Foundation, French Drain, and the First Bags!
We’re making steady progress on the earthbag house! Here’s what we’ve been up to:
On the afternoon of August 13th, after we had finished filling the last of the trenches, Keith rented a mini excavator to dig the foundation and the cistern/utility room, which will be set lower into the ground than the rest of the house.
The first task was to scrape out the footprint of the house, leveling the uneven mounds of dirt and debris and pushing away the grass and shrubs.
Using string strung between posts that we had carefully positioned earlier, Keith re-marked the walls once he had finished clearing the area.
Next, Keith began digging out the utility room, which will contain the 3,000 gallon rainwater cistern, electrical panels, etc. This room will become the “brains” of the house from which all the plumbing, sewer, and electricity is controlled.
As Keith extracted dirt from the ground, he loaded it onto a trailer which Leroy and I took back to the unfinished RV shelter and used to help level the ground there.
Of course, Keith dug up far more dirt than what we needed, so piles began to accumulate around the house site. Some of the dirt in our ground is more clay-like, and some of it is more gravelly, so Keith sorted out the different types of dirt into different piles, so that when we fill the earthbags it will be easier to use. Once the utility/cistern room pit had been dug, Keith made his way around the perimeter of the house, digging a trench 18 inches deep. This would become the French drain and rubble trench foundation.
Here’s a short video of Keith’s adventures with the mini excavator:
Keith returned the excavator after two days, and then we spent the next few days doing some touch-up work by hand–leveling the trenches, shoveling out some excess dirt, and making sure the ground sloped just right for the French drain.
We weighed down the junctions with piles of gravel to hold the pipes in place.
Then we began filling in the space around the pipe with gravel, until it just covered the top of the pipe. This step involved lots of shoveling, wheelbarrowing, and hauling gravel-filled buckets.
To prevent the gravel from settling, we had to pack it down as tight as we could. After adding a few inches of gravel we came around and tamped it down. We did this in three passes each time. The first step was to pound the gravel with these small tampers to get it to shift around into place. (Leroy made these with concrete-filled yogurt containers.)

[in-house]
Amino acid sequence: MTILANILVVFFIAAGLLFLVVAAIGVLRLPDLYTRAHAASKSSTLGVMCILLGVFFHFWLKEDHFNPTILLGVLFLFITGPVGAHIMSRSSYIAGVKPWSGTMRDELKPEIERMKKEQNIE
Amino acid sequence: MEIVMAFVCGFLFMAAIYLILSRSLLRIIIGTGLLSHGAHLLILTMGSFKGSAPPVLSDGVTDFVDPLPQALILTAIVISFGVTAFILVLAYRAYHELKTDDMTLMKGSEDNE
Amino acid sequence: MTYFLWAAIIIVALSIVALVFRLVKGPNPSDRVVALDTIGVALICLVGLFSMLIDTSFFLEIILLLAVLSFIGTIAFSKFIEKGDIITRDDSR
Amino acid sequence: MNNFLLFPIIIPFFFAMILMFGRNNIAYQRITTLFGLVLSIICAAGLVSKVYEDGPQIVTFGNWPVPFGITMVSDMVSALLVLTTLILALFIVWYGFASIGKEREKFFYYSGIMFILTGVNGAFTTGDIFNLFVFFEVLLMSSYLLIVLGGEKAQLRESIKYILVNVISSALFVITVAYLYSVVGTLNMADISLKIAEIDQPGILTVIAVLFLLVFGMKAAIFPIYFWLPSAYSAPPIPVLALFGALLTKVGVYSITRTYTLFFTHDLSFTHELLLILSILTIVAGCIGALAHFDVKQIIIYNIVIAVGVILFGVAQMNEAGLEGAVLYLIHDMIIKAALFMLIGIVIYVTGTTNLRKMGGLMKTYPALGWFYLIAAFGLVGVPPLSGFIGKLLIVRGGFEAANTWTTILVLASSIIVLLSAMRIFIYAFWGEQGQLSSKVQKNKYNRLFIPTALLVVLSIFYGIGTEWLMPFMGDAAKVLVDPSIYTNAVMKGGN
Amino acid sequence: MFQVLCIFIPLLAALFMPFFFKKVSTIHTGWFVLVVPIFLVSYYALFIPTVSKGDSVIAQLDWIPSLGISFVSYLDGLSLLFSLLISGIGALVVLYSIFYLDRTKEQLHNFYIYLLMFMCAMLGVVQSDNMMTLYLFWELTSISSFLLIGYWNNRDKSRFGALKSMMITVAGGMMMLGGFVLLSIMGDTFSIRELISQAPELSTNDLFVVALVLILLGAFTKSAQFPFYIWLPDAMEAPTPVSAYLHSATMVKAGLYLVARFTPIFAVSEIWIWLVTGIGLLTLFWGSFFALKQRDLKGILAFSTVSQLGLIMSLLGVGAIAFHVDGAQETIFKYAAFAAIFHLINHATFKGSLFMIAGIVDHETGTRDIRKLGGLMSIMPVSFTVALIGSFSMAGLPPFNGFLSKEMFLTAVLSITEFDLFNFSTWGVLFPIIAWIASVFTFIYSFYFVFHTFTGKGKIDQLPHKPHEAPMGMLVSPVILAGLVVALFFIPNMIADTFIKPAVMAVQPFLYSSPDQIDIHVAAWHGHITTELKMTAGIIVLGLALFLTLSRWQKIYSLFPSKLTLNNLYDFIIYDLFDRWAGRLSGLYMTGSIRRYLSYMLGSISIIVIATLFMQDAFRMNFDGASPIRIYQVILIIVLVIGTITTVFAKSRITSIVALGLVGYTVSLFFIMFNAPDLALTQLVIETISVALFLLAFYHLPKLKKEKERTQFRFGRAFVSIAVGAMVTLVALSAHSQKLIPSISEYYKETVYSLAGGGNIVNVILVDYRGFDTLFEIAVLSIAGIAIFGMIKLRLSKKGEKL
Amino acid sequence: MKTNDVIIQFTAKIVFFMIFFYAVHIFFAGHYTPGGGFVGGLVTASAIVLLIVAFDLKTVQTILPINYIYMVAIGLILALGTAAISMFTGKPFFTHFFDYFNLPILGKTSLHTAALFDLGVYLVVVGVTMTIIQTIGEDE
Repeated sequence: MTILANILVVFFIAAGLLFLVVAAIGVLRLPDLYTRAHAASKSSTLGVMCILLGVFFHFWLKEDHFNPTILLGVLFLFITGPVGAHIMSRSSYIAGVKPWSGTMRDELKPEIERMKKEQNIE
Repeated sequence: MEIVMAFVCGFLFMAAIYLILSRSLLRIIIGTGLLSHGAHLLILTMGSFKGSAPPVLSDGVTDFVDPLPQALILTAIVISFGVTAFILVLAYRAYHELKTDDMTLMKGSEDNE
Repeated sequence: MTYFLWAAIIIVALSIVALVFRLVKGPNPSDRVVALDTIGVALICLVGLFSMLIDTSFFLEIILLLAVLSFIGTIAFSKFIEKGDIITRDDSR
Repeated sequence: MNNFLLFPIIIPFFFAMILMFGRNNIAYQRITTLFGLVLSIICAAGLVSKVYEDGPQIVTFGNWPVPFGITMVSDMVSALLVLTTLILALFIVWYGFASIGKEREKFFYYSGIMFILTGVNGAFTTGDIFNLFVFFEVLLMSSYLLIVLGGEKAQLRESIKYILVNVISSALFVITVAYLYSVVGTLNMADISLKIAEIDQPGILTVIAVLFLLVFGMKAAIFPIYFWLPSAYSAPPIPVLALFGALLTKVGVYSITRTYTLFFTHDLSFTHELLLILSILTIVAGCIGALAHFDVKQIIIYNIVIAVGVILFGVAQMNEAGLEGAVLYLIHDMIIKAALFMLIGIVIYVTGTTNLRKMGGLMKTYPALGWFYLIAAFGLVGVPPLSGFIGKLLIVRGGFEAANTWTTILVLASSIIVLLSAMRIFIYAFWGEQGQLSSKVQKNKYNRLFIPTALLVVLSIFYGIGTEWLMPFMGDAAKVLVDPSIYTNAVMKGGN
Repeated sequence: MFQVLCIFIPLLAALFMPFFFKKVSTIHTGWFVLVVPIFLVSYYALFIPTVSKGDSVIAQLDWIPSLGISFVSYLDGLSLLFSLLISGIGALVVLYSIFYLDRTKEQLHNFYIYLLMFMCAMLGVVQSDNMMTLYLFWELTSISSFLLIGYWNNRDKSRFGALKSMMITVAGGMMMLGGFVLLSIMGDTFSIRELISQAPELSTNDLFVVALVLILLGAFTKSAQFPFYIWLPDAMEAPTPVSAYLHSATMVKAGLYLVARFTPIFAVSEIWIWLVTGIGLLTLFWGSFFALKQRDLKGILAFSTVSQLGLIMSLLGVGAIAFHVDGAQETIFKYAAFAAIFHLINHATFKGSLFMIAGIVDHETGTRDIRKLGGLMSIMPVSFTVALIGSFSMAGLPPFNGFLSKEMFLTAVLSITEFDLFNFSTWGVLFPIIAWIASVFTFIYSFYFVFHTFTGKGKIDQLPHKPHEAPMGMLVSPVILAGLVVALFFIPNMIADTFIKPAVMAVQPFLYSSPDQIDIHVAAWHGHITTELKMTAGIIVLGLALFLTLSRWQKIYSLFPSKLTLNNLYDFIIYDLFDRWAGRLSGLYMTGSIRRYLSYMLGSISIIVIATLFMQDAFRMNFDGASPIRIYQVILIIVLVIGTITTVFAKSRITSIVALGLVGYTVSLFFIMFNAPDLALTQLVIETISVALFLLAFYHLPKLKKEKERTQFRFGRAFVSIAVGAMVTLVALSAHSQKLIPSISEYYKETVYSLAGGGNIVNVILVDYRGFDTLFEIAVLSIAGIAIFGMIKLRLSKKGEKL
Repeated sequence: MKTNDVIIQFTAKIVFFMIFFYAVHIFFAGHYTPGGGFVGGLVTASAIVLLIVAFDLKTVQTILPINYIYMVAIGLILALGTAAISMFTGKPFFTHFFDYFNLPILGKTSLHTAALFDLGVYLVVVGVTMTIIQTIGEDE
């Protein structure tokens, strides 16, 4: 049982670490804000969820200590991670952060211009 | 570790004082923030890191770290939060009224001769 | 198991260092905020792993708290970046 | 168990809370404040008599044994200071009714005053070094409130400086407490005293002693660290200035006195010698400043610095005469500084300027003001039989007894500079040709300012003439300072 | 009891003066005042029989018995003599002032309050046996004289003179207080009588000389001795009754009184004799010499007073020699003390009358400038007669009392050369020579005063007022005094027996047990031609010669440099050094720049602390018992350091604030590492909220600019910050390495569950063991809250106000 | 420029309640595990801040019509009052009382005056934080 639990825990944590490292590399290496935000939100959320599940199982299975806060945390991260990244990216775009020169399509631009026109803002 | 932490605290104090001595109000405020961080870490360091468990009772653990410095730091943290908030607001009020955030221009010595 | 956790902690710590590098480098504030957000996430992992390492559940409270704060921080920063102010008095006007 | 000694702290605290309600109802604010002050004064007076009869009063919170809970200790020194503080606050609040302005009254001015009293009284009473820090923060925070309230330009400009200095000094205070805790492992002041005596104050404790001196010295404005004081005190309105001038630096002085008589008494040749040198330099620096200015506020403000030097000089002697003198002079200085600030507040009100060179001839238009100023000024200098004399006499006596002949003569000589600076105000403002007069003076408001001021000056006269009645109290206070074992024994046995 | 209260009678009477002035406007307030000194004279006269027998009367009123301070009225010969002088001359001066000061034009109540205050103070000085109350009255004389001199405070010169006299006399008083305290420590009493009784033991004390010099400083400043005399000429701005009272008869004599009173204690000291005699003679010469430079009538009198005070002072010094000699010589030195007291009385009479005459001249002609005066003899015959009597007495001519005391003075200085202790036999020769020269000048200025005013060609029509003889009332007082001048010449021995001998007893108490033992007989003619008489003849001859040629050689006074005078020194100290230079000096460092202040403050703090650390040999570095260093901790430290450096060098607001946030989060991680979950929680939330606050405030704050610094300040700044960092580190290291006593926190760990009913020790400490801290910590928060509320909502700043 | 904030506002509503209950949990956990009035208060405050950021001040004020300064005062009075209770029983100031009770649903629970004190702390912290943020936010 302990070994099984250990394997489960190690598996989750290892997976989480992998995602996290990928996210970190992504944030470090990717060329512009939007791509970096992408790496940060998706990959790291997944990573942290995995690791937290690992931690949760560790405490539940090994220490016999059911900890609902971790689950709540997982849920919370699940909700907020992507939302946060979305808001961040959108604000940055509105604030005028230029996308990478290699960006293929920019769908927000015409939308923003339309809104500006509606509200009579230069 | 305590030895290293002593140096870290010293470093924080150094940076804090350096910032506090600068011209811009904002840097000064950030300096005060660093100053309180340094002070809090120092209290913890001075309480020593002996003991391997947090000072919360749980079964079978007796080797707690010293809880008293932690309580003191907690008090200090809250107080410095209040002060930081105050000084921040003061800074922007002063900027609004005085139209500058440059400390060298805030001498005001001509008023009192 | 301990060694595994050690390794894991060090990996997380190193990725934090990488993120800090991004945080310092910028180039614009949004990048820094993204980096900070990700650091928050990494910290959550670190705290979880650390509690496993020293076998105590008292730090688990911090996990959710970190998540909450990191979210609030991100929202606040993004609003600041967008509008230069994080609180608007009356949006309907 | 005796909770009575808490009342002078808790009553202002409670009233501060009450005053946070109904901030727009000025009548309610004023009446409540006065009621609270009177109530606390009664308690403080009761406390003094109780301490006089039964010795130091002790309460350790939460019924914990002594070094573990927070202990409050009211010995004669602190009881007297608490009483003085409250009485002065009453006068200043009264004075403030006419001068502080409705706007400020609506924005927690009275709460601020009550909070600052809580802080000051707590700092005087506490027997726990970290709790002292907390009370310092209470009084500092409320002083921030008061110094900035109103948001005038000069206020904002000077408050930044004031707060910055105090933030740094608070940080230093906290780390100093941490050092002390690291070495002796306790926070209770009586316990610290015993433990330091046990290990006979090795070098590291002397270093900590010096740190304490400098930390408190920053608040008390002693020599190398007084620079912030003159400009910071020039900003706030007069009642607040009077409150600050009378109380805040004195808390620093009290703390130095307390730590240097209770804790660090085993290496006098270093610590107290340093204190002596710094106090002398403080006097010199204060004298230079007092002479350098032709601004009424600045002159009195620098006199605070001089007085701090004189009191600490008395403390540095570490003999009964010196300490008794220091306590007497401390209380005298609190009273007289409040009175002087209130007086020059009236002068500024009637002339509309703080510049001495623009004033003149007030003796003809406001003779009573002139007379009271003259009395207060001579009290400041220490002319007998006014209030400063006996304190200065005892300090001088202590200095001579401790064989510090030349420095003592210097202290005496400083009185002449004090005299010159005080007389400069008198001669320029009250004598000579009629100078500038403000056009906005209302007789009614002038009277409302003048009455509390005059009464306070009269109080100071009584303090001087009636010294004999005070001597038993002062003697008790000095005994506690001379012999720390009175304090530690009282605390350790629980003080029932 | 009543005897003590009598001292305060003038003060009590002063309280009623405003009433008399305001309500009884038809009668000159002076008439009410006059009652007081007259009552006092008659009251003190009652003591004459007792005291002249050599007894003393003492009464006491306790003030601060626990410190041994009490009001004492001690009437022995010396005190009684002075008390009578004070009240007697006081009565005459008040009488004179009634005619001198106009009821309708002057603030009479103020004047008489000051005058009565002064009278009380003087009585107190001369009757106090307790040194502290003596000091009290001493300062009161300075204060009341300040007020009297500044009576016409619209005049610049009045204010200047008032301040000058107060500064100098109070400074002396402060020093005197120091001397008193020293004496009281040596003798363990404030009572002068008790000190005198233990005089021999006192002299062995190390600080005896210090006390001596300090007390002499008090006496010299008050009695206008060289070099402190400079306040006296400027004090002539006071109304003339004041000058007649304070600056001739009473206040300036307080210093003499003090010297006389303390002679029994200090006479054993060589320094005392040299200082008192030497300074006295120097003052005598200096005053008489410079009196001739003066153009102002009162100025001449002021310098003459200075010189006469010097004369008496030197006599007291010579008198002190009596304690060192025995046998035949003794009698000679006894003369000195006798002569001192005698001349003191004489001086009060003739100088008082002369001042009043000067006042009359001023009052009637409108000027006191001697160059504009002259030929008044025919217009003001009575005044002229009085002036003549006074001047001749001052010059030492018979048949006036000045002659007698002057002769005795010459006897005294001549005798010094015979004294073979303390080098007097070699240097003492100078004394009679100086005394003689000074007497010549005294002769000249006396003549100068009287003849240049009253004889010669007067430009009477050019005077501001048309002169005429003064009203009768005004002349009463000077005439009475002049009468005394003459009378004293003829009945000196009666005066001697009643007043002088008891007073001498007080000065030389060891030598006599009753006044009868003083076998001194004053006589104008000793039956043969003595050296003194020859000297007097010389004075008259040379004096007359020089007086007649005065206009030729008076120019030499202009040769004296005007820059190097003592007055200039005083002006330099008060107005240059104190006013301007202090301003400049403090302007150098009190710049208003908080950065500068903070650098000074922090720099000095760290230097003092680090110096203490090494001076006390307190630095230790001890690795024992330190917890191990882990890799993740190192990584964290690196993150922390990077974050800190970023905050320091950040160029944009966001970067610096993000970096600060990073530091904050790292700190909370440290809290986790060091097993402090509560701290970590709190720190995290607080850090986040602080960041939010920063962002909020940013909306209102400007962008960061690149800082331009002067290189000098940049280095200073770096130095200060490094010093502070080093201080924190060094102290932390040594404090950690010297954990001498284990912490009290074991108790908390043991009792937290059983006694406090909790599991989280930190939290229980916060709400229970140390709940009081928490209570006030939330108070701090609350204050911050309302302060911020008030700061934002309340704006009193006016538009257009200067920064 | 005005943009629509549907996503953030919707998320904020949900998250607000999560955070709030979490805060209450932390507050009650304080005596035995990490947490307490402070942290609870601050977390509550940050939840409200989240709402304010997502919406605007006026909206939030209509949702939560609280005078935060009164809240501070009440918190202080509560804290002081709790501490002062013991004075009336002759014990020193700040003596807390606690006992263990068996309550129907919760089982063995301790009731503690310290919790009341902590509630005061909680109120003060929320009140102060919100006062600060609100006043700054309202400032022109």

Next, we would come around with some larger tampers, made with gallon-sized tin cans, and pack the gravel down tighter. Finally, we would tamp the gravel with a 10″X10″ square tamper which would help to level and flatten the gravel as much as possible. By the time the third pass was done, the gravel was pretty well packed down and would hardly shift at all when you walked on it.
Here’s a short video:
At last, after much gravel hauling, shoveling, and tamping until my arms ached, we had brought the gravel up to a level where we could begin laying the first bags. Not earthbags just yet, but bags! This is a momentous occasion, you guys!
Until we reach the level where the floor will be, the bags will be filled with gravel. Because this material is harder on the fabric, we are double bagging at this stage.
First we made sure that the gravel layer below the bags was perfectly level. We put up a string between the two posts, leveled it, and then measured to ensure that the gravel was the same distance below the string all the way across. We put a 4-foot level on the gravel, too, just to double-check. Then the bagging began. Here’s the first layer of the east wall:
In a minor setback, we got quite a lot of rain over Labor Day weekend! The water filled up our utility/cistern room and Keith spent a couple of days just getting it drained out so we could keep working.
The good news, though, is that our French drain seems to be working perfectly! (And soon we should have the utility room done so it will drain automatically, too.)
So the past couple of weeks have been a busy time with gravel bags, and the house is beginning to take shape! I’ll write more about that process in my next post. If you’re not already getting updates and would like to be notified by e-mail when I publish my blog posts, just enter your email below and sign up!
Do you have any experience with earthbag building? Do you have any questions about it? Questions and suggestions and general comments are always welcome. Share your thoughts in the comments below!